Take the 2-minute tour ×
Stack Overflow is a question and answer site for professional and enthusiast programmers. It's 100% free, no registration required.

I'm building an application but I need to get some free assets. So I don't know much about licenses on open source.

--reformulating--
My question is under which licenses of "the other people" am I free to sell my application using their assets?
--reformulating--

I know all licenses have rules but i need to clarify this.

for instance

Creative Commons Attribution 3.0 This license requires you to attribute the author of the content in the way that they specify. Provided the author is properly credited, it is generally safe to use this content in a commercial work.

they mean all I have to do is place their name on Credits?

excuse my english.

share|improve this question

closed as off topic by Ken White, Chris Lively, birryree, Chris, Robert Harvey Apr 25 '12 at 15:25

Questions on Stack Overflow are expected to relate to programming within the scope defined by the community. Consider editing the question or leaving comments for improvement if you believe the question can be reworded to fit within the scope. Read more about reopening questions here.If this question can be reworded to fit the rules in the help center, please edit the question.

1  
There are too many licenses out there for us to give you a list of ones meeting a particular criterion. Also, the bigger deal here is the license for the other peoples' assets you're using. –  ceejayoz Apr 25 '12 at 15:17
    
sam.zoy.org/wtfpl –  Chris Apr 25 '12 at 15:17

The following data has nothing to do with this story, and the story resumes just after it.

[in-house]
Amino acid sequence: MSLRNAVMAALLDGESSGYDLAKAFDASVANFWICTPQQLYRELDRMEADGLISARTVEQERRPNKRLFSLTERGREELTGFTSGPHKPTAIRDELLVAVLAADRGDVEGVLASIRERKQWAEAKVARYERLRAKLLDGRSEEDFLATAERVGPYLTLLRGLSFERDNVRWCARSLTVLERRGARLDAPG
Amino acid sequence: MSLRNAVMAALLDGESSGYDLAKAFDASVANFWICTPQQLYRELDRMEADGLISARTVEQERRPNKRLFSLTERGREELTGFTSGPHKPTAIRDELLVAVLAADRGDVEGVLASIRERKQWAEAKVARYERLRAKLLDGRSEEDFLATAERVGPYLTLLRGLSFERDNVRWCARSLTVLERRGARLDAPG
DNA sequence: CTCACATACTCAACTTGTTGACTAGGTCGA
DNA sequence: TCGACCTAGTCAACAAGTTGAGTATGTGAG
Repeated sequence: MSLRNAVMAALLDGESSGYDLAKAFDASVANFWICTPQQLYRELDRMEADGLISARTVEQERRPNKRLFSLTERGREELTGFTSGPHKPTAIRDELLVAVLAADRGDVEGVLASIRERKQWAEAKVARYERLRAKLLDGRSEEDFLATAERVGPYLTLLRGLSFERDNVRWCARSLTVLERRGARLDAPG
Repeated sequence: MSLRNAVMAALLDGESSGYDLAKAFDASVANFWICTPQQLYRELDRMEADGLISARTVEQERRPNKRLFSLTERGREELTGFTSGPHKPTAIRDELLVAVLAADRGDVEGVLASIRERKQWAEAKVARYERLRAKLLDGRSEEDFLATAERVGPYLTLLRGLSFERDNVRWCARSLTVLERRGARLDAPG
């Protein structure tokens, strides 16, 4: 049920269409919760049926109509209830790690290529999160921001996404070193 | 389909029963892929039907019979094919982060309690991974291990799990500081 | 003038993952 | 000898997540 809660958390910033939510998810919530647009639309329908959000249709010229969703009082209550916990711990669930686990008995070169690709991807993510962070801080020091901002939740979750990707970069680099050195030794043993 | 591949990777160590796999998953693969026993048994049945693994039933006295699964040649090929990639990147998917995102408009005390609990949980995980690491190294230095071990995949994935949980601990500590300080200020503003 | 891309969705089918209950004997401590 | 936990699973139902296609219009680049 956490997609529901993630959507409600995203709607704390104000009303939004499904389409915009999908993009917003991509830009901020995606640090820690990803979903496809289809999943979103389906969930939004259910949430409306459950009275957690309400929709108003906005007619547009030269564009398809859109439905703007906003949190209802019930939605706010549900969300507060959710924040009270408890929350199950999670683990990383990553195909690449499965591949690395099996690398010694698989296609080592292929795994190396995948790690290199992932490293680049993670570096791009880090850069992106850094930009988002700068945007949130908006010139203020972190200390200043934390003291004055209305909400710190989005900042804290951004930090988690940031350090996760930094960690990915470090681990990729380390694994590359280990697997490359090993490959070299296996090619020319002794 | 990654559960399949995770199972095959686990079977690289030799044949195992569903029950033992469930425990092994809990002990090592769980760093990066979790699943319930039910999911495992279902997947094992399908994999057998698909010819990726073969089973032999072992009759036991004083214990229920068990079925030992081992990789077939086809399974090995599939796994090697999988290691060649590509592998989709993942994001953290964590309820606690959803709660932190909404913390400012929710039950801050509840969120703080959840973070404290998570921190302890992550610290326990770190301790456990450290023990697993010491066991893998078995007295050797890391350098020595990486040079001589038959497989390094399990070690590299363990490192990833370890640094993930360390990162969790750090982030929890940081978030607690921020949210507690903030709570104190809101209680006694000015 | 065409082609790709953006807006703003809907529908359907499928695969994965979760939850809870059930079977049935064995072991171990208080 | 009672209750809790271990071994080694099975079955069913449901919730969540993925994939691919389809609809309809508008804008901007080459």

1  
This question is off-topic here. It's a legal question, not a programming question, and this is not a "free legal advice" site. –  Ken White Apr 25 '12 at 15:18
    
CC Attribution 3.0 is as you say, you can use it in your own commercial works. However, you also have to worry about license incompatibilities, so you should seek legal counsel if you have licensing concerns. –  birryree Apr 25 '12 at 15:19
    
Ditto on what ceejayoz said. The issue is the license of the asset. Find what you want, read their license. It should be pretty plain what your options are. –  Chris Lively Apr 25 '12 at 15:20

1 Answer 1

For CC 3 yes, but you should always read up on the licences for what you are using, many are free BUT disallow use in products/for profit unless you get commercial licenses.

Example Google Maps API: https://developers.google.com/maps/licensing

They even disallow Internal deployment.

So do your research on whatever dependencies or assets you use and find out their specific licensing, each one is not going to be the same (usually).

share|improve this answer
    
ok, looks like there are different kinds of creative commons... So, some of them allow comercial use (usually you must place authors name and link to to his blog/website), other don't. –  Navy Seal May 11 '12 at 14:00

Not the answer you're looking for? Browse other questions tagged or ask your own question.